I invite you to contact us to learn more about any of our custom classroom simulations, Blueline Blueprint™ learning visuals or other innovative delivery methods that have been generating notable business results in leading organizations worldwide for more than 13 years.

Communicating Through Change

How a Blueline Blueprint Learning Visual and Quick Draw Video Can Help Tell the Story

Whether self-induced or triggered by external forces, organizational change can create confusion, uncertainty and fear at all levels – having a notable effect on morale, production and overall organizational climate.blueline-2.24.16v2

Although the end result is almost always positive, getting there can be a painful journey for everyone involved.

How you approach and communicate the change makes all the difference.

Whether change is embraced or polarizing, celebrated or chastised all comes down to one thing: leadership. It’s leadership’s job to align, communicate and get buy-in through a common message of both purpose and vision. “We’re doing this with you” rather than, “We’re doing this to you” is a message that’s both powerful and uniting.

Case in Point

A Fortune 100 healthcare company turned to Blueline Simulations after changes at all levels created fear and confusion throughout the organization. They enlisted our help in aligning stakeholders through a common purpose and vision for the future.

supportive_selling-web

Blueline led the way in helping to define their future and prioritize the actions that would bring it to life. More than that, we devised an approach to telling the story of their journey in a way that inspired employees and clients to embrace the vision and take the actions prioritized by leadership.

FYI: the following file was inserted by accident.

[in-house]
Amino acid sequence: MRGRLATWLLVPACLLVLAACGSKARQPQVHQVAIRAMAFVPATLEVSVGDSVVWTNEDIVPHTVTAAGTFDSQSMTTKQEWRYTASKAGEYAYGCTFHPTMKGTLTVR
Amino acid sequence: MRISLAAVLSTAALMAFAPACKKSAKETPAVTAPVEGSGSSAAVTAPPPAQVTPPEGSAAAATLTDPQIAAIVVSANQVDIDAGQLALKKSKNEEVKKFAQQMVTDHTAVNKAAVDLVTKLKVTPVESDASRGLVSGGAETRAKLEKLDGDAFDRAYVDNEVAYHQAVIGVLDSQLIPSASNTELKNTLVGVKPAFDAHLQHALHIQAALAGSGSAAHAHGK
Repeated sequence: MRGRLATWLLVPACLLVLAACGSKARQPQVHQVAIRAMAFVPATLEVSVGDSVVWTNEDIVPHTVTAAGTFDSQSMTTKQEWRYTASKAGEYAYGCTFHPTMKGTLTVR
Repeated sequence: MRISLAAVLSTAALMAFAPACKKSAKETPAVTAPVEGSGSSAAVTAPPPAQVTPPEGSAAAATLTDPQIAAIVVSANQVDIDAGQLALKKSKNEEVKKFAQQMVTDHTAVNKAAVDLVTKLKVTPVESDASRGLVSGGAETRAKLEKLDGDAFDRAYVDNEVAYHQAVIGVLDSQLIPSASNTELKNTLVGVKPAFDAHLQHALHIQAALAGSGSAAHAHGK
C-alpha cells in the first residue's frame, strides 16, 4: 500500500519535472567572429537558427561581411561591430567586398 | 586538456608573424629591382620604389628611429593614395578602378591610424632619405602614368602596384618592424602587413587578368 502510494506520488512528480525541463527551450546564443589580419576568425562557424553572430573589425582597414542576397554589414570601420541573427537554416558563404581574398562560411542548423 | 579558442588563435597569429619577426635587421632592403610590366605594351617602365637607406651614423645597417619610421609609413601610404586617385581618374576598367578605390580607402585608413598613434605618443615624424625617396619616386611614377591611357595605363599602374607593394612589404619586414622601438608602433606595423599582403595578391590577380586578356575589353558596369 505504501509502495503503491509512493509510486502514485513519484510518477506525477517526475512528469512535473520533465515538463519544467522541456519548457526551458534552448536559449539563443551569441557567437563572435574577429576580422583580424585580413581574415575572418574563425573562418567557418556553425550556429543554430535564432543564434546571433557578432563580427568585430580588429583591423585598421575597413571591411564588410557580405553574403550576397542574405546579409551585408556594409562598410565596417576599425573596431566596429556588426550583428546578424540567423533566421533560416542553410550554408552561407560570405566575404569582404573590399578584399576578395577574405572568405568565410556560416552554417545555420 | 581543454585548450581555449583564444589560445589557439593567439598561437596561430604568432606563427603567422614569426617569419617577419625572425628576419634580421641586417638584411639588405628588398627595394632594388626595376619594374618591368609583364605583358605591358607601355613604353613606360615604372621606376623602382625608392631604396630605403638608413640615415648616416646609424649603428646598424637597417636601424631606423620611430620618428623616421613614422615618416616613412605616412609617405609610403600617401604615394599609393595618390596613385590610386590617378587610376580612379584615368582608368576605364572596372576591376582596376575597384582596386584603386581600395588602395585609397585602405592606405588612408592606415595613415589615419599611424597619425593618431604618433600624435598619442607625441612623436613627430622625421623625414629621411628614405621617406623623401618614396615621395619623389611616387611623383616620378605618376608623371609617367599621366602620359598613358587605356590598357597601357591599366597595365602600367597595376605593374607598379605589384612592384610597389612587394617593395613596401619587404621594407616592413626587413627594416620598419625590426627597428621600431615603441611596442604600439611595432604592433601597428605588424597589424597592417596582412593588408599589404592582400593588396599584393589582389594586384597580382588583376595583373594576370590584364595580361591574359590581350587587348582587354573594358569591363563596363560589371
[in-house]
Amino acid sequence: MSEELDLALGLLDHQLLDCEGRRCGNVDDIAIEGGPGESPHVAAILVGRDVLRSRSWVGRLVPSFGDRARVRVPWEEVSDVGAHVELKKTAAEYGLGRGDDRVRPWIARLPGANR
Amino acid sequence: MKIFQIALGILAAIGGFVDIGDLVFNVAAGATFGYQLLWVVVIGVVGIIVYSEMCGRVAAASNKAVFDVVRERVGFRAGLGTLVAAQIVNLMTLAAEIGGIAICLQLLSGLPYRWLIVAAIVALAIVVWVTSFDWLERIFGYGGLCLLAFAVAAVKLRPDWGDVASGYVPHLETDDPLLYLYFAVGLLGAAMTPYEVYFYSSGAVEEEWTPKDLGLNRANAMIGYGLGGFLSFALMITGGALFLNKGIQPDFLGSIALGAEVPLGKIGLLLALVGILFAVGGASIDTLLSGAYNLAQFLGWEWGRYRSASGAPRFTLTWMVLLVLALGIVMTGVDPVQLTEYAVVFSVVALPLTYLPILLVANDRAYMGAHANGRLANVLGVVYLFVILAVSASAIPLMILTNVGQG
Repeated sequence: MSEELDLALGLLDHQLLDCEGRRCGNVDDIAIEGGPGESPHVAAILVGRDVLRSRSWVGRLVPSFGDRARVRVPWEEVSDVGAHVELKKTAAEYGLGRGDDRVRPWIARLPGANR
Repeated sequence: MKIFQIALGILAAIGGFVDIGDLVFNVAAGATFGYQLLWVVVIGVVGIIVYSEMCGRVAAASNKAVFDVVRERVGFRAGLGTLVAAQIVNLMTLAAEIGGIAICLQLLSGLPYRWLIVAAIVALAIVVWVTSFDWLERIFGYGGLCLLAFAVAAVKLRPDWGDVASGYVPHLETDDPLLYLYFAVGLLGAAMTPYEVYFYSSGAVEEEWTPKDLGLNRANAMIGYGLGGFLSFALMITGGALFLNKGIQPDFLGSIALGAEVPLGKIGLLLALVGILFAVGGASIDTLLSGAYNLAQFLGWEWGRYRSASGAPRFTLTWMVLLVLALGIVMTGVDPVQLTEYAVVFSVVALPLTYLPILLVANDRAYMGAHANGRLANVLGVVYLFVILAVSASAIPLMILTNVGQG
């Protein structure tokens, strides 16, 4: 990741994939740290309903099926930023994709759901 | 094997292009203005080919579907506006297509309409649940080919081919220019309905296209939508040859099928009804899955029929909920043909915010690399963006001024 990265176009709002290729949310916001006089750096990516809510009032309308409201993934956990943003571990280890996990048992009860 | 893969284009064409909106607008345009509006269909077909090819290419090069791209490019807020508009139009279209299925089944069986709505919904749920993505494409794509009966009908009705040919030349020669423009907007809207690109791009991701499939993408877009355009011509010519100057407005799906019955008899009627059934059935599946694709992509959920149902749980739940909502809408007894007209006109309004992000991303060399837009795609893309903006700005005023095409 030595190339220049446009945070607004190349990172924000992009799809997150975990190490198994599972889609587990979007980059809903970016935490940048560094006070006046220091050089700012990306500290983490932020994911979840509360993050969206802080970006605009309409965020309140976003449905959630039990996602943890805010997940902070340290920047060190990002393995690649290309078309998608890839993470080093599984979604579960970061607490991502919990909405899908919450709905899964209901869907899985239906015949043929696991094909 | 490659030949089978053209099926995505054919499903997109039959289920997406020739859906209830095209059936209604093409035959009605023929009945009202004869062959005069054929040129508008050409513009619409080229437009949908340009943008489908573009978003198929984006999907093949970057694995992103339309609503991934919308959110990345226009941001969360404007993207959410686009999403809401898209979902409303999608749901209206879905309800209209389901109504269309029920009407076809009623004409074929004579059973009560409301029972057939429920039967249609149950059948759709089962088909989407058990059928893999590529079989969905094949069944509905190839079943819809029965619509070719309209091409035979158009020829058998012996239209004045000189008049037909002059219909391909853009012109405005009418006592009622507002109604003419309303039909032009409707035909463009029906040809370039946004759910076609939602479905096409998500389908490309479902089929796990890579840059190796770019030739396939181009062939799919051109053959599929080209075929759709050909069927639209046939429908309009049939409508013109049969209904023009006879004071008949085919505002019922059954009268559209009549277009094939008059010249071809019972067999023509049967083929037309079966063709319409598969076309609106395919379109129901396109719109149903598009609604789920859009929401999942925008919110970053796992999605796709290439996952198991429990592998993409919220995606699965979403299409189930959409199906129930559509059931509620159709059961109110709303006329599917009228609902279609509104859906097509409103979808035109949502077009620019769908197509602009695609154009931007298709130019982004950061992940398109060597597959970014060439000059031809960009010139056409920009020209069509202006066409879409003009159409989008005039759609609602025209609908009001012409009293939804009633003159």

Capturing the Story Through a Blueline Blueprint

It started with one of our Master Artists drafting a Blueline Learning Visual that told the story of where the company had been. Plenty of white space was left to capture their vision for the future.

We then facilitated a one-day strategic planning session to guide our client’s efforts to define their vision for the future and prioritize the steps it would take to get there. Throughout the meeting, our Master Artist captured the process and the leadership team’s decisions. The final output was a table-size learning visual that the leadership team could use to engage others by telling the story of “where they had been, where they were going and how they planned to get there” in a fun, engaging way.

We repurposed the drawing and memorialized the leadership team’s efforts through a 4-minute narrated quick draw video telestration of the Master Artist creating the drawing so that it could be used to define and promote the organization’s brand. The final deliverable was a professionally narrated video of the Master Artist rendering the drawing for the audience. (Through the power of technology, the rendering takes place in about 1/60th of the time it actually takes to recreate the drawing.)

Communicating

The client kicked off its annual meeting with the quick draw video telestration, which set the foundation for a presentation by the leadership team. Large posters of the Blueline Learning Visual were on display throughout the meeting space so that participants could “re-experience” the journey with leadership.

The result is best summarized by the head of the organization, who opined: “The successful outcomes of this initiative are an important lesson in embracing the types of innovation we want to support throughout the organization. Through these efforts, we got 80% of the way to our destination in 20% of the time it usually takes us.”

Is your organization facing a challenging transformation? Contact the change management experts at Blueline today!